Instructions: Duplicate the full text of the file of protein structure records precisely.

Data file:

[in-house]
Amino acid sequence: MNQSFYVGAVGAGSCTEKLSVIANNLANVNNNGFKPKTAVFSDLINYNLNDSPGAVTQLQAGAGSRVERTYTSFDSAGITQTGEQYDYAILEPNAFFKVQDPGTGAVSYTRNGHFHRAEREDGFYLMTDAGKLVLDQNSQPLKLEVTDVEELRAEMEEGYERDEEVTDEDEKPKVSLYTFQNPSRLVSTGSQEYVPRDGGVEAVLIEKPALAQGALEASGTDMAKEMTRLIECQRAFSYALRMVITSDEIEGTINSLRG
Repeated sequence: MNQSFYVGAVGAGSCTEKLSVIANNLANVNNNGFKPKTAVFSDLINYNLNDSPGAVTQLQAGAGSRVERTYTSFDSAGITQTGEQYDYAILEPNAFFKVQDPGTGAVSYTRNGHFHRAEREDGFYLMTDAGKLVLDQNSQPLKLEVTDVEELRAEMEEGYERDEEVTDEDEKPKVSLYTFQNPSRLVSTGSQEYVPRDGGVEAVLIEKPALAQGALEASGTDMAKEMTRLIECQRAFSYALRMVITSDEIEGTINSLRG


[in-house]
Amino acid sequence: MNQSFYVGAVGAGSCTEKLSVIANNLANVNNNGFKPKTAVFSDLINYNLNDSPGAVTQLQAGAGSRVERTYTSFDSAGITQTGEQYDYAILEPNAFFKVQDPGTGAVSYTRNGHFHRAEREDGFYLMTDAGKLVLDQNSQPLKLEVTDVEELRAEMEEGYERDEEVTDEDEKPKVSLYTFQNPSRLVSTGSQEYVPRDGGVEAVLIEKPALAQGALEASGTDMAKEMTRLIECQRAFSYALRMVITSDEIEGTINSLRG
Repeated sequence: MNQSFYVGAVGAGSCTEKLSVIANNLANVNNNGFKPKTAVFSDLINYNLNDSPGAVTQLQAGAGSRVERTYTSFDSAGITQTGEQYDYAILEPNAFFKVQDPGTGAVSYTRNGHFHRAEREDGFYLMTDAGKLVLDQNSQPLKLEVTDVEELRAEMEEGYERDEEVTDEDEKPKVSLYTFQNPSRLVSTGSQEYVPRDGGVEAVLIEKPALAQGALEASGTDMAKEMTRLIECQRAFSYALRMVITSDEIEGTINSLRG